WASHINGTON - The Supreme Court on Tuesday ruled that the Mayo Clinic did not violate patent protections by formulating its own version of a diagnostic test developed by another company, essentially determining that a patent can't be applied to a medical or scientific idea that relies too heavily on the laws of nature.

The point of contention was a test that allows doctors to measure how individuals absorb a particular type of medicine. Prometheus Laboratories, a California medical company, bought the rights to the concept and successfully filed for a patent. Prometheus claimed patent infringement in a lawsuit when Mayo tried to market a similar version of the test.

Writing for a unanimous court, Justice Stephen Breyer said Prometheus had attempted to patent laws of nature that could not be made exclusive.

"Upholding the patents would risk disproportionately tying up the use of the underlying natural laws, inhibiting their use in the making of further discoveries," Breyer wrote.

The court ruling will help define the boundaries for exclusive ownership of technological and scientific innovations and concepts, legal observers say. The case attracted nationwide attention from hospitals, medical researchers, pharmaceutical companies, software developers, inventors and intellectual property lawyers.

"This will spur innovation, not impede it," said Dr. John Noseworthy, Mayo president and chief executive.

Prometheus issued a statement saying it would continue to try to develop patient treatments, but predicted that the court's decision will "encourage imitation, not innovation."

The treatment in question involved determining the correct levels of medicine to give to people with gastrointestinal disorders based on their metabolite levels.

The Mayo Clinic, the iconic medical research facility based in Rochester, bought and used the treatment method of Prometheus Laboratories. But in 2004, Mayo developed a different measurement and treatment system and announced plans to sell it. Prometheus sued for patent infringement, but a federal court threw out the case. An appeals court, however, ruled that Mayo had infringed on Prometheus' patent, which led to the Supreme Court hearing the case.

Prometheus' system for measuring the appropriate doses of drugs did not add sufficiently to natural laws to make its processes patentable, Breyer said. Patent law, the justice wrote, warns "against upholding patents that claim processes that too broadly preempt the use of a natural law."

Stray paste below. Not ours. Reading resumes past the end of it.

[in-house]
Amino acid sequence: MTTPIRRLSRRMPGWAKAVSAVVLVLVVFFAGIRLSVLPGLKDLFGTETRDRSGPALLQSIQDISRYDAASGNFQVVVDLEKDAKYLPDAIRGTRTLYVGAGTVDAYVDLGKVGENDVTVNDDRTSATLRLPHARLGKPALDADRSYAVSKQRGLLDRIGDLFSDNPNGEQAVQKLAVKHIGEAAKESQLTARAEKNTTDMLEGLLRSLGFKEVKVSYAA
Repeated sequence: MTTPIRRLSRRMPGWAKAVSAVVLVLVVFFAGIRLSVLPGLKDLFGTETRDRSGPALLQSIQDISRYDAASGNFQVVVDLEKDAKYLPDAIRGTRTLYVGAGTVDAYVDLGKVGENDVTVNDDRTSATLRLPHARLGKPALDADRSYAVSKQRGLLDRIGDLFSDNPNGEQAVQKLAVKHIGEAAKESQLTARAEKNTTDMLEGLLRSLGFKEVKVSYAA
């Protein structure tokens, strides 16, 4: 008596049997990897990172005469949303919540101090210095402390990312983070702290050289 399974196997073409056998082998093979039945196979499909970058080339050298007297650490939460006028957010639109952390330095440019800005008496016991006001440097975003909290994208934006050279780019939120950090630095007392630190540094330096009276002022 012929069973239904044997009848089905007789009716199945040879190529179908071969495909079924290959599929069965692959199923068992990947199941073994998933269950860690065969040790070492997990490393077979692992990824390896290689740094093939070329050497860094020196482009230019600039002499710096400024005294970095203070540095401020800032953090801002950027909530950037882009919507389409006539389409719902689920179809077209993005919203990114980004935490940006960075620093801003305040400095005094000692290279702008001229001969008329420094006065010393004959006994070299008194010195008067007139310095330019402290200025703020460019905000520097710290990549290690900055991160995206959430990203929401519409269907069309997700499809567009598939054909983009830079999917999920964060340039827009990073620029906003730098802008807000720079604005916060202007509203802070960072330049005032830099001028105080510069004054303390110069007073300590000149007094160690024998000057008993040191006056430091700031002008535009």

The Mayo Clinic said the decision would foster more effective treatments and important research, though the medical giant hasn't decided if it will actually try to market its version of the disputed test.

Patent lawyer Eric Guttag countered that the ruling was "patent hostile" and would stifle medical breakthroughs because wealthy institutions such as Mayo will be able to mirror breakthroughs of smaller companies without paying for them.

"This is not going to increase the storehouse of scientific and technical knowledge," said Guttag, who filed a legal brief in support of Prometheus' position. "Going forward, people will either not do the research because they can't protect their investment or they will keep it as a trade secret."

University of Minnesota intellectual property expert Tom Cotter said the case came down to what steps are necessary to add to laws of nature to make them patentable.

"There was a mountain of amicus briefs on both sides from experts on innovation," said Cotter, who teaches at the U's law school. In the end, he noted, the court decided that "adding minor steps does not make it patentable."

In an increasingly conceptual world, Cotter said, the battle over patenting ideas is far from over, but "I'm inclined to think innovation will proceed."

Jim Spencer • 202-408-2752